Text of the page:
7 lessons on staff training any business can benefit from

22 Feb 2017

  • Innovation
  • Strategy
  • New thinking
  • Digital Marketing
  • Marketing Technology

By: ADMA Staff

It’s no secret that for any organisation, making sure employees’ skills are constantly up-to-date with the industry’s best practices and technology, is top of mind for not only the HR department but also senior management. Especially in the case for the marketing industry, where digital transformation is driving the demand for marketers to be well-equipped with the right skills quickly and efficiently.

But like the Bermuda Triangle, the equation of “quick, good, and fast” doesn’t exist. So how do we as an industry, tackle the issue of staff development together? ADMA recently held a roundtable with Australia’s leading marketers to discuss the steps businesses need to take in order to develop the necessary marketing skills within teams that will benefit both the organisation and employee.

Here are the 7 insights that came up during the roundtable:

  1. Don't know what we don't know. “Time waits for no one.” And this is extremely true when it comes to the marketing industry. The fast pace of change is as expected and makes it difficult to plan ahead, which is why one of the key challenges marketers face is that they don’t know exactly what are they skills they already have and what are the relevant ones they will need to progress within an organisation.
  2. Ad-Hoc approach. What we’re seeing a lot in the current climate is that only a handful of organisations actually have a clear training and development plan in place. Most organisations have training budgets, but staff are given free rein to make requests on the kind of courses they want to enrol in. While their willingness to learn is a positive sign, employees often are not asking to be trained in areas that align with their job requirements or in skills vital to the success of the business strategy.
  3. Support business goals. When an organisation makes investment decisions they are usually based on a business case that delivers an organisational goal, which is aligned to a strategic plan. It’s the case for business technology (i.e. marketing automation) companies, which are willing to spend money on tools they feel deliver an ROI by helping meet organisational objectives. However, very few of these businesses will include training in the core practices that will allow marketers to optimise their use of technology. By doing so, the lack of training on current practices will in return put strategic initiatives at risk.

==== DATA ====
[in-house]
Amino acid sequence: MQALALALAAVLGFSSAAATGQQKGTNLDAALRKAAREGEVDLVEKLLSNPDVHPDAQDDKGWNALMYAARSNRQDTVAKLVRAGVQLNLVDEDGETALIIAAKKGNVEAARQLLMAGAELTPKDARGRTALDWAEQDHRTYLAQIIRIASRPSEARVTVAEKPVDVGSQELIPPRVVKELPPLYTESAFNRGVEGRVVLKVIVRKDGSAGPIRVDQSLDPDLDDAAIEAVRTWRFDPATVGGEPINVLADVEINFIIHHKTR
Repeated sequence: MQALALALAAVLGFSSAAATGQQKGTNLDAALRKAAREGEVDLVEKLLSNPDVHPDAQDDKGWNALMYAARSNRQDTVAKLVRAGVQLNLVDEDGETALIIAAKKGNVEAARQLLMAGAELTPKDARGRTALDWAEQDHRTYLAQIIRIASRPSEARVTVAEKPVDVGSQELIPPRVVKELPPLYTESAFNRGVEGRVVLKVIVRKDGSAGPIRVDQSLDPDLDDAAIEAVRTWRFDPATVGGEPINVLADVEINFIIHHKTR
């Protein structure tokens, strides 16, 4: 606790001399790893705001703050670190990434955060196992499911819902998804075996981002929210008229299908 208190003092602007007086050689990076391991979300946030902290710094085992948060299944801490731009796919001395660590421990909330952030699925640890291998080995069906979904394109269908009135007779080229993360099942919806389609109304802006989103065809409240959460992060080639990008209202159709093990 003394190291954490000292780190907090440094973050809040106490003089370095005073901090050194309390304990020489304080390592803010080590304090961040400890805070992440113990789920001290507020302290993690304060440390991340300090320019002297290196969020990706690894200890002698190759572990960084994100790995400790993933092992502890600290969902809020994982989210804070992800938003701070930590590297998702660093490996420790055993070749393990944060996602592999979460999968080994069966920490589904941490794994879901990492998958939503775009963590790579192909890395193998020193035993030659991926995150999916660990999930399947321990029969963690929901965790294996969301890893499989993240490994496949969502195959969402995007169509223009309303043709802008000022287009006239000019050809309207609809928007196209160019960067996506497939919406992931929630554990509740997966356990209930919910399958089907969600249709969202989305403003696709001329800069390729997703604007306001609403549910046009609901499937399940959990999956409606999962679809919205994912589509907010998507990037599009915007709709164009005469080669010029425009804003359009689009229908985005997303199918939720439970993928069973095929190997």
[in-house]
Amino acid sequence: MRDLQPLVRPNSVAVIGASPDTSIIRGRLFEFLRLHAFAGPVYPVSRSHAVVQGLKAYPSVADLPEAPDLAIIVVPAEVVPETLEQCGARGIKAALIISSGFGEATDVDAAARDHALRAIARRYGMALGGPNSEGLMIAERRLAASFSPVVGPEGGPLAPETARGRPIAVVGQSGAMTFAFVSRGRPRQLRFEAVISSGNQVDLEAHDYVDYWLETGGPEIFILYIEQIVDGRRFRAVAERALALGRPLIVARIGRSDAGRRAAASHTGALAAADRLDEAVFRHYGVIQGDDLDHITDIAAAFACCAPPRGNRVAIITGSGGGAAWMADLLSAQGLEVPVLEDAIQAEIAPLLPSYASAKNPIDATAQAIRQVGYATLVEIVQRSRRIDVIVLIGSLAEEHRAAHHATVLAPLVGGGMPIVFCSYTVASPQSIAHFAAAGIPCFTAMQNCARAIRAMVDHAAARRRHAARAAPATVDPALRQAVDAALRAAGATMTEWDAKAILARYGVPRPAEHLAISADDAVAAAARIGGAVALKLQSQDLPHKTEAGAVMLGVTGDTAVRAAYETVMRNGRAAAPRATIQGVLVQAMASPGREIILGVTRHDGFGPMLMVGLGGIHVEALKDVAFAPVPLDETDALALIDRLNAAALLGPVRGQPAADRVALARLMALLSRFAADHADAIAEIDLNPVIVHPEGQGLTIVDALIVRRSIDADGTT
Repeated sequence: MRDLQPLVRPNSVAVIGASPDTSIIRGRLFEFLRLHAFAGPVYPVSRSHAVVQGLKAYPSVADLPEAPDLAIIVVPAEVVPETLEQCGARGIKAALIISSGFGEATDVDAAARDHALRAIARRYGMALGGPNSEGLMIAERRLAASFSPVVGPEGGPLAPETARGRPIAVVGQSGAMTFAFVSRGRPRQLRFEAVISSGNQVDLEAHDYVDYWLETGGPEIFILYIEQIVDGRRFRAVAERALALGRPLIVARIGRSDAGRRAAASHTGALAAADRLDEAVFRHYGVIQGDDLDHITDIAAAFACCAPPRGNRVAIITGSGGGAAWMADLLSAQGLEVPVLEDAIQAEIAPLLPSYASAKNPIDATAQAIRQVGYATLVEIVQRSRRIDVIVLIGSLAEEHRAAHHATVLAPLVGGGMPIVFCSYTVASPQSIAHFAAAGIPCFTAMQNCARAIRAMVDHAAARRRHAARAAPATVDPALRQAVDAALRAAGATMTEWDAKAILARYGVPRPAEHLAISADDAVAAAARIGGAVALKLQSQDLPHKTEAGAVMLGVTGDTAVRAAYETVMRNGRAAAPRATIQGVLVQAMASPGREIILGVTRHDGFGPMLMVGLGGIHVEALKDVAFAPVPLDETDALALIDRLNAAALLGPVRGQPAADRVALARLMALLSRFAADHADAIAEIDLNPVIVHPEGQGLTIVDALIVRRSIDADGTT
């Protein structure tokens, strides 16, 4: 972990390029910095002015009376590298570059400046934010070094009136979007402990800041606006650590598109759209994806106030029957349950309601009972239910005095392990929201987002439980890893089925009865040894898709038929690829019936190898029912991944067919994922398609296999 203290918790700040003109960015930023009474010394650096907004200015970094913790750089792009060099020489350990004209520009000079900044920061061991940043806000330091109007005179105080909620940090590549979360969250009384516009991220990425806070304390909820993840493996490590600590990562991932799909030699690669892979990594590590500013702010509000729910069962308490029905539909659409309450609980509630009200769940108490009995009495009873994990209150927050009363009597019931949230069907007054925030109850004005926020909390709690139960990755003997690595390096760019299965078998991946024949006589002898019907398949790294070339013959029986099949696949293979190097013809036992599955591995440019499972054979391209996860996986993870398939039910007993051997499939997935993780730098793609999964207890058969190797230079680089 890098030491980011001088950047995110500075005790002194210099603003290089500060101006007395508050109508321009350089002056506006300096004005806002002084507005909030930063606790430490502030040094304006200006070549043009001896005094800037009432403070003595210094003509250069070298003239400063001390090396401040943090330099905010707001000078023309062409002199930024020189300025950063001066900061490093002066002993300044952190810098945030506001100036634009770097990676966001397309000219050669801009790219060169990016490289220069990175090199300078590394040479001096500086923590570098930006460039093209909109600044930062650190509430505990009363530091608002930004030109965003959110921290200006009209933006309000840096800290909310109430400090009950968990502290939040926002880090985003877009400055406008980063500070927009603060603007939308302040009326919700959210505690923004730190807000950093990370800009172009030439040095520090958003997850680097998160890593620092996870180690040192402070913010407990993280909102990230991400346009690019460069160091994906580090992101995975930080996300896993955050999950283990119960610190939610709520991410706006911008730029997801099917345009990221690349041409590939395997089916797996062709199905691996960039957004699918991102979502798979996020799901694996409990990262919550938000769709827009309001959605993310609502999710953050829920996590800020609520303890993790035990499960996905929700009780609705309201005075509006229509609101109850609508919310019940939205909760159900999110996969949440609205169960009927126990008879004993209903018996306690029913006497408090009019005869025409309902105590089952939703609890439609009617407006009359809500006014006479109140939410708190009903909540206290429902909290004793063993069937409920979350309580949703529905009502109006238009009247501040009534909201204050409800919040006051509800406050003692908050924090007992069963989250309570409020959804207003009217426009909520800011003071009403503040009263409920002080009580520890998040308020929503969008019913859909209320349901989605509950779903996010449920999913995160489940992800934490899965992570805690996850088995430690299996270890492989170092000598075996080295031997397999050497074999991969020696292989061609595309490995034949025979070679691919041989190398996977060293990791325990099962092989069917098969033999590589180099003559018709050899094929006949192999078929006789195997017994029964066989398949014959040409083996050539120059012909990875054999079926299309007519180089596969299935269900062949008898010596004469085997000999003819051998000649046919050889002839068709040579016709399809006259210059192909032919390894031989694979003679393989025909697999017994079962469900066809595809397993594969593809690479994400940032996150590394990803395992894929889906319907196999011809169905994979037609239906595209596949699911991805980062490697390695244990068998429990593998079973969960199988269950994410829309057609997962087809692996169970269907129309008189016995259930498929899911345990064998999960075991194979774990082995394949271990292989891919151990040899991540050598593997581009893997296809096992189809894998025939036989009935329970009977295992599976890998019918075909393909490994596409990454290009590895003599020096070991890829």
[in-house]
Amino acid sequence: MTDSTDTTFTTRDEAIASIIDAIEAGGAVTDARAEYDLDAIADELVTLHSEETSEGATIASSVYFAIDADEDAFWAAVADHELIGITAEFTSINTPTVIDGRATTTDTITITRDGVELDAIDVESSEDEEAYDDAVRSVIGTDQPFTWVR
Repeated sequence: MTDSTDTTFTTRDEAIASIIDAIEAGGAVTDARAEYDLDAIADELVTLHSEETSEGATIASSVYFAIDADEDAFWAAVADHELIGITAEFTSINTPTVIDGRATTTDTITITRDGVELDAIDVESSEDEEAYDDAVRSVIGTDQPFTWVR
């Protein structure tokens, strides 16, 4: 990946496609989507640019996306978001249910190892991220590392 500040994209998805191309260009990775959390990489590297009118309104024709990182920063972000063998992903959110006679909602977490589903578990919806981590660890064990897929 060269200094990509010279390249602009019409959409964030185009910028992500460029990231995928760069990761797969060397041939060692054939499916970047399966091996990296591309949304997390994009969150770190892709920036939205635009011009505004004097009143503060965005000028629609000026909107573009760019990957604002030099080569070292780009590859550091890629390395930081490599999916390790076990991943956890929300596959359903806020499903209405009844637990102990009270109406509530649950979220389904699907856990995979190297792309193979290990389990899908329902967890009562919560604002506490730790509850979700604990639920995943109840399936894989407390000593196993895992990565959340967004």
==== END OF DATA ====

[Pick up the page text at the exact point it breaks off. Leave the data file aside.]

4. Higher Education not delivering skills. Graduates are not joining the workforce with all the skills needed, in particular they lack current understanding of many data and digital practices. Universities are struggling to update course materials in line with changes within the industry and instead focus on "traditional marketing practices". This way, the future generation of marketers are going into the market with outdated knowledge.
  5. Data above all else. More so than ever, data-driven marketing plays a pivotal role in the success of any business. In the annual Global Review of Data-Driven Marketing and Advertising report, it was revealed that more than three-quarters of survey respondents viewed customer data as critical to their marketing and advertising efforts. Another recent survey from the UK and also US, saw that 73 per cent of marketers feel that the ability to analyse data is more important than social media skills.
  6. Professional Recognition. The consensus amongst the panel was that there is also a need for marketers to have a means of confirming and demonstrating they have the required skills to support marketing needs.
  7. The thirst for learning. Employees these days need to always be learning. Whether it’s via courses or on the job, it is a requirement for people to know how to keep developing their skills. Budgets are too low and it is difficult to mount a business case to increase as we are not linking the training to business strategy and ensuring that staff receive the support and development they need. Younger staff in particular look at training opportunities when looking at employment. To be an employer of choice businesses should be building a better training plan.

So where do we go from here? For starters, you need to assess what you’re currently working with and in what areas you need to start developing new skills in. At ADMA IQ, we now have a Professional Capabilities Standard framework to help you and your organisation define the skills your marketing team needs. We also have an online benchmarking tool to help your employees gauge how they compare to their peers.

For more information, visit www.adma.com.au/facts.

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